Brownback says he may be ready to compromise on tax exemptions
One week after standing by his small business tax exemptions in his State of the State address, Kansas Gov. Sam Brownback says he may be ready to compromise.
Brownback has protected the exemptions with a veto threat for years. Tuesday, he says he's ready to consider at least a partial repeal in order to make sure some essential services continue to operate.
Since the elections moved the statehouse toward the center politically, lawmakers have been talking about repealing the small business tax exemption.
Tuesday, Eyewitness News spoke with one small business owner who says it's about time the governor admits he made a mistake. But there are others who say even changing the exemption would be a mistake.
Sebastian Perez has run his painting and exteriors business in Wichita for more than a decade. He says the introduction of the small business tax exemption in 2012 did not change anything for him and he'd rather the money go to the state.
"Schools, jails, veteran assistance, military forces, that kind of stuff," Perez says.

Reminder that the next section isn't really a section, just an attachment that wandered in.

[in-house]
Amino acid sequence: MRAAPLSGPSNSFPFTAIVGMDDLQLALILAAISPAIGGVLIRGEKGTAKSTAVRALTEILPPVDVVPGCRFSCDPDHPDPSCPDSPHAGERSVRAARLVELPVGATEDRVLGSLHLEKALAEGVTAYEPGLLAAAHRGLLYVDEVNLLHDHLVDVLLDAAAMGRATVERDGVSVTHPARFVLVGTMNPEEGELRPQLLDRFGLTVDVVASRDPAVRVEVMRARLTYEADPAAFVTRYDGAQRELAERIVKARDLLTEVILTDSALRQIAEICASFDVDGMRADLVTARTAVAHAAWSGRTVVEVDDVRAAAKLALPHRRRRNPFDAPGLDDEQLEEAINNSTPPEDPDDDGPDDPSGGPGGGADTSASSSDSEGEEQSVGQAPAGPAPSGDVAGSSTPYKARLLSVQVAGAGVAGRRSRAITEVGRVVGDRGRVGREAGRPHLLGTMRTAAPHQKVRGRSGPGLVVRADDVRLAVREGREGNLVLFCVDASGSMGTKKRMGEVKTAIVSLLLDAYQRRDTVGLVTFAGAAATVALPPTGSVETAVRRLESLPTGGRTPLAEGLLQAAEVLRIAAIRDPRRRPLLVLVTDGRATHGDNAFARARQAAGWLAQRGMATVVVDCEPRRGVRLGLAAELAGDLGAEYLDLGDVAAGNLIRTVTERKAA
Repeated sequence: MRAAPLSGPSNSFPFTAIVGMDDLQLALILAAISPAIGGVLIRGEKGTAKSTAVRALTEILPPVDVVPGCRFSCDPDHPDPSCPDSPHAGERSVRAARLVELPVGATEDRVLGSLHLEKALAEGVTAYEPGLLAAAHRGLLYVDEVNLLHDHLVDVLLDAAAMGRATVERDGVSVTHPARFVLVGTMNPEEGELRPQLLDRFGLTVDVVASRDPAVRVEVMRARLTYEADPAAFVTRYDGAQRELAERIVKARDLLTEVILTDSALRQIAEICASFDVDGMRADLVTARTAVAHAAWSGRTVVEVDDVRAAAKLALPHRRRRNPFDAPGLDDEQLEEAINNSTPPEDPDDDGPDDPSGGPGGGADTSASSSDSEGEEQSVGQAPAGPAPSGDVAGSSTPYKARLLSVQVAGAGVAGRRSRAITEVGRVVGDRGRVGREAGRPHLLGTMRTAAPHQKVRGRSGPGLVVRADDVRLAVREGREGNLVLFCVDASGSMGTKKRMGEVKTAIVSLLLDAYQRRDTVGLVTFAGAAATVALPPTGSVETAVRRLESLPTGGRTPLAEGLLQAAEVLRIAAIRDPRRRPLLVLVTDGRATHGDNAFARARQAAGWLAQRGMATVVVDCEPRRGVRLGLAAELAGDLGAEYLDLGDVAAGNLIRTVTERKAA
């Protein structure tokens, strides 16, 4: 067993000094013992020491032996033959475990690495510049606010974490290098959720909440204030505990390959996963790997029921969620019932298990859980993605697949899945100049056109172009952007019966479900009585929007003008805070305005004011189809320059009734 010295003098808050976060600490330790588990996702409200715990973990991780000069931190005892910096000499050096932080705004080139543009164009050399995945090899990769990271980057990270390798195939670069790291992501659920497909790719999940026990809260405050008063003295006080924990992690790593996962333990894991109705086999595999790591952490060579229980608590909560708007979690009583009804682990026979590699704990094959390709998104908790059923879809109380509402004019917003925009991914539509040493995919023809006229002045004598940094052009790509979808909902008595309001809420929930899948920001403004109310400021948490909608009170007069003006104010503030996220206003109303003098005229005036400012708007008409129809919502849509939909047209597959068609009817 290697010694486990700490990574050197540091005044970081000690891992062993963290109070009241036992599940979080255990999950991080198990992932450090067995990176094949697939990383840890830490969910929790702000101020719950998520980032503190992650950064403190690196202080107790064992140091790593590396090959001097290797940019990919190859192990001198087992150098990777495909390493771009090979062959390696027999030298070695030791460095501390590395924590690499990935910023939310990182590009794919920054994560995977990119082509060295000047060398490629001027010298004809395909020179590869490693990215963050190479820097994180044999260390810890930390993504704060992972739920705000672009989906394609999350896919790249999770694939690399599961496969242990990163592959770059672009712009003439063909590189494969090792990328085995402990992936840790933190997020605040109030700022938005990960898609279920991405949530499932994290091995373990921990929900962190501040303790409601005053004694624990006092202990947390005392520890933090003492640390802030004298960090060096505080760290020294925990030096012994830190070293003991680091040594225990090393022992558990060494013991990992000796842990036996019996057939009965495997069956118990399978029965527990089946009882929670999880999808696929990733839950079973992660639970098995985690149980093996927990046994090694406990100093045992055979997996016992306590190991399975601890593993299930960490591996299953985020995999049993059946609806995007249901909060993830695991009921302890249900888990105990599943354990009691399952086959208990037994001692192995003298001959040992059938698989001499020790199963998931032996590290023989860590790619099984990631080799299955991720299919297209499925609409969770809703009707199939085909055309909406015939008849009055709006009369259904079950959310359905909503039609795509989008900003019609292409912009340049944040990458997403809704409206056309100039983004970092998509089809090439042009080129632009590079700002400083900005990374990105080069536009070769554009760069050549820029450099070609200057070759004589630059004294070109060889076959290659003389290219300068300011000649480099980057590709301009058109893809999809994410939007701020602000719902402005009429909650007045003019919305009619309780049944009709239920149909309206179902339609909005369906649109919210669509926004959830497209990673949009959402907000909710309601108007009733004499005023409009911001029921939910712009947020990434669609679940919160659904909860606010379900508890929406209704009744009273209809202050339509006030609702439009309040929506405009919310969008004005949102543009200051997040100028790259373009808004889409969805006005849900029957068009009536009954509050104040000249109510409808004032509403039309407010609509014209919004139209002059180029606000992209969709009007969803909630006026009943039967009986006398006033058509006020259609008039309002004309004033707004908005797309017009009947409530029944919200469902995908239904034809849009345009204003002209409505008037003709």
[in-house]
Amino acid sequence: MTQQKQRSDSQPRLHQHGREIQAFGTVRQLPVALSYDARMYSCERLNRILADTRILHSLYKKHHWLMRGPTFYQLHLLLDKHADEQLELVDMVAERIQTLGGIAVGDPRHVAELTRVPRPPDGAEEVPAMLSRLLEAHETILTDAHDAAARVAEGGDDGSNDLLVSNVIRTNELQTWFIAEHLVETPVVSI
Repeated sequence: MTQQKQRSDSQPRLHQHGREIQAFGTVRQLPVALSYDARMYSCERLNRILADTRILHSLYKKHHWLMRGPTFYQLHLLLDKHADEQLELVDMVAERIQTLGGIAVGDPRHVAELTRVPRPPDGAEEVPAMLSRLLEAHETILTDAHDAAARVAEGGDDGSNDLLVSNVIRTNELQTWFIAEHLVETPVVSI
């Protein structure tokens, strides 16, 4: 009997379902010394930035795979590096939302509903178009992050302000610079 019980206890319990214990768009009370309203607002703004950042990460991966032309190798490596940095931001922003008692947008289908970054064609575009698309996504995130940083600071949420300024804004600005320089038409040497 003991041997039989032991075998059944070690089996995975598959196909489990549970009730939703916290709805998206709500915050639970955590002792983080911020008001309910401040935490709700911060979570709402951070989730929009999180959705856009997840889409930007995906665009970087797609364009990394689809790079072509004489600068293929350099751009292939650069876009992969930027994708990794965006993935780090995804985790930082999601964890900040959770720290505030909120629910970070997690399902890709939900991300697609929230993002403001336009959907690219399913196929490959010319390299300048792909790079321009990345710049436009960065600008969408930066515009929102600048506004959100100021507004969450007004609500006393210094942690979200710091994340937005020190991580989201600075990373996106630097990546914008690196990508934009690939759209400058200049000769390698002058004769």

In Topeka, an increasing number of lawmakers are calling for a repeal of the tax exemption they say costs the state $250 million a year.
Previously, Brownback threatened to veto any change, But now, he tells The Wichita Eagle he's willing to compromise on a partial rollback, perhaps something like putting a $250,000 cap on the exemption.
Perez sees that as a sign the entire exemption will eventually be gone, too.
"I think he eventually will grant it just to eliminate those tax breaks," Perez says. "I think it's a good way to say, 'Yeah, I could be wrong.'"
Other businesses, though, say they need the tax breaks to survive. And there are still lawmakers who say it doesn't matter what the governor says. They haven't changed their minds.
Rep. John Whitmer (R) Wichita, says it doesn't matter what the governor signs, he will vote against any tax increases.
Eyewitness News Political Reporter Pilar Pedraza spoke about the business tax exemptions with a lot of lawmakers over the past few weeks. While more than ever say they think some sort of rollback will happen this year, an equal number say there just aren't enough votes for any one plan to make it happen.